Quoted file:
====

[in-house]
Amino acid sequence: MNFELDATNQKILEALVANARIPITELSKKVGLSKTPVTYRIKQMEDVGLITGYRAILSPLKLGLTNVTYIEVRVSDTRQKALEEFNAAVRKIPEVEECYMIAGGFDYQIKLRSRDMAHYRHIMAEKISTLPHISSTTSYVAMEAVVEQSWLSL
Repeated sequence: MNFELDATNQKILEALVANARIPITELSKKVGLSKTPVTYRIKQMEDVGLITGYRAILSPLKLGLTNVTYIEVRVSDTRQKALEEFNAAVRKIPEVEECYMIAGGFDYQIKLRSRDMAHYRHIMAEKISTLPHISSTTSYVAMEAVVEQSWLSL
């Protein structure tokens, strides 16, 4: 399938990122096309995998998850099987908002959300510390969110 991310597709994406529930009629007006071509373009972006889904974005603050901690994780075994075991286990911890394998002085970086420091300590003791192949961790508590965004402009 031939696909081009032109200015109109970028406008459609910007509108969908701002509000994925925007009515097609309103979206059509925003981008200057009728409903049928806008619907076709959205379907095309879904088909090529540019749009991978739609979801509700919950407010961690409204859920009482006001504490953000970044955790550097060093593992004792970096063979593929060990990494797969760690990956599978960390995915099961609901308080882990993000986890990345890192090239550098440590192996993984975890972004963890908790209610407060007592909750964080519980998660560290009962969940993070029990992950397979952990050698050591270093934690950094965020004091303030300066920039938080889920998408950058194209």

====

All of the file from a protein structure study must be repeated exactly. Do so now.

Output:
[in-house]
Amino acid sequence: MNFELDATNQKILEALVANARIPITELSKKVGLSKTPVTYRIKQMEDVGLITGYRAILSPLKLGLTNVTYIEVRVSDTRQKALEEFNAAVRKIPEVEECYMIAGGFDYQIKLRSRDMAHYRHIMAEKISTLPHISSTTSYVAMEAVVEQSWLSL
Repeated sequence: MNFELDATNQKILEALVANARIPITELSKKVGLSKTPVTYRIKQMEDVGLITGYRAILSPLKLGLTNVTYIEVRVSDTRQKALEEFNAAVRKIPEVEECYMIAGGFDYQIKLRSRDMAHYRHIMAEKISTLPHISSTTSYVAMEAVVEQSWLSL
């Protein structure tokens, strides 16, 4: 399938990122096309995998998850099987908002959300510390969110 991310597709994406529930009629007006071509373009972006889904974005603050901690994780075994075991286990911890394998002085970086420091300590003791192949961790508590965004402009 031939696909081009032109200015109109970028406008459609910007509108969908701002509000994925925007009515097609309103979206059509925003981008200057009728409903049928806008619907076709959205379907095309879904088909090529540019749009991978739609979801509700919950407010961690409204859920009482006001504490953000970044955790550097060093593992004792970096063979593929060990990494797969760690990956599978960390995915099961609901308080882990993000986890990345890192090239550098440590192996993984975890972004963890908790209610407060007592909750964080519980998660560290009962969940993070029990992950397979952990050698050591270093934690950094965020004091303030300066920039938080889920998408950058194209």